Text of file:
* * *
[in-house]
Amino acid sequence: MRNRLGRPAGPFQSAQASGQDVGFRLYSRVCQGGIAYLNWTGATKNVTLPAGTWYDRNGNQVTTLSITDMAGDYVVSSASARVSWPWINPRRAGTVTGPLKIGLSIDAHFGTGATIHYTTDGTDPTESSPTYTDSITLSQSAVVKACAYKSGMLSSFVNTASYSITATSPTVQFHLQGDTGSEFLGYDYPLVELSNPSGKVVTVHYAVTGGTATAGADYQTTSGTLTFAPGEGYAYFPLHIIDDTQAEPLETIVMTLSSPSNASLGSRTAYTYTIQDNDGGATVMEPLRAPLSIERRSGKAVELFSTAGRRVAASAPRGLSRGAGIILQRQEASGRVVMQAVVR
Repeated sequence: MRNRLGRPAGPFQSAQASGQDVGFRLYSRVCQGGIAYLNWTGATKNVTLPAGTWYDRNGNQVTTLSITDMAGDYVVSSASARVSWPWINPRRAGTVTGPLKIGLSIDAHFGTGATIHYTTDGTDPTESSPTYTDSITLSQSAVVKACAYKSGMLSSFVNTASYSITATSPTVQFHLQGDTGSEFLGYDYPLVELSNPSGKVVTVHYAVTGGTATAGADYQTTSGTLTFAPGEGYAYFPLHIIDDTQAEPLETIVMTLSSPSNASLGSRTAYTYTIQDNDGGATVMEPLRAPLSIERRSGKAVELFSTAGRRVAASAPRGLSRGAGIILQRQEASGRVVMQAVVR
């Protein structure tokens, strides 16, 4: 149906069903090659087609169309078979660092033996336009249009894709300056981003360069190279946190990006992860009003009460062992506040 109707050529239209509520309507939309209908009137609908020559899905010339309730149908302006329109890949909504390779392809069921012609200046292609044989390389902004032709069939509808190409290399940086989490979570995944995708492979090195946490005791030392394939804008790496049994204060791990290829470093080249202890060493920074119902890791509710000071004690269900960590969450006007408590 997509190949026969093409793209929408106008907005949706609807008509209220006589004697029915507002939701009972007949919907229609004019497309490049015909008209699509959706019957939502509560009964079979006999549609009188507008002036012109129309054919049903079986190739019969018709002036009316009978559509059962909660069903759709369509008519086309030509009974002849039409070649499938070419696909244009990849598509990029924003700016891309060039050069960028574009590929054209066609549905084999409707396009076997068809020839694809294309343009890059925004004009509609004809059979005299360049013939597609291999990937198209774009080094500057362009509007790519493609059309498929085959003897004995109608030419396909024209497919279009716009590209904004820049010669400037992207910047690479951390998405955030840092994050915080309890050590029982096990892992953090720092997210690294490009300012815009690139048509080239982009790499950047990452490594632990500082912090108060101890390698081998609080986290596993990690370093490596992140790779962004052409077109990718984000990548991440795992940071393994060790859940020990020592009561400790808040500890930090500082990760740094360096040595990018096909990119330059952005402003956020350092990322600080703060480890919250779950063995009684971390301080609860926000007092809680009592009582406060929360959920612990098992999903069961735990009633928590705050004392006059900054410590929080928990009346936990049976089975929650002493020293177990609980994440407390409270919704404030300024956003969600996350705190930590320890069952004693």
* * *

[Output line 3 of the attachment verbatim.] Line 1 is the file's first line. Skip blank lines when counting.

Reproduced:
Repeated sequence: MRNRLGRPAGPFQSAQASGQDVGFRLYSRVCQGGIAYLNWTGATKNVTLPAGTWYDRNGNQVTTLSITDMAGDYVVSSASARVSWPWINPRRAGTVTGPLKIGLSIDAHFGTGATIHYTTDGTDPTESSPTYTDSITLSQSAVVKACAYKSGMLSSFVNTASYSITATSPTVQFHLQGDTGSEFLGYDYPLVELSNPSGKVVTVHYAVTGGTATAGADYQTTSGTLTFAPGEGYAYFPLHIIDDTQAEPLETIVMTLSSPSNASLGSRTAYTYTIQDNDGGATVMEPLRAPLSIERRSGKAVELFSTAGRRVAASAPRGLSRGAGIILQRQEASGRVVMQAVVR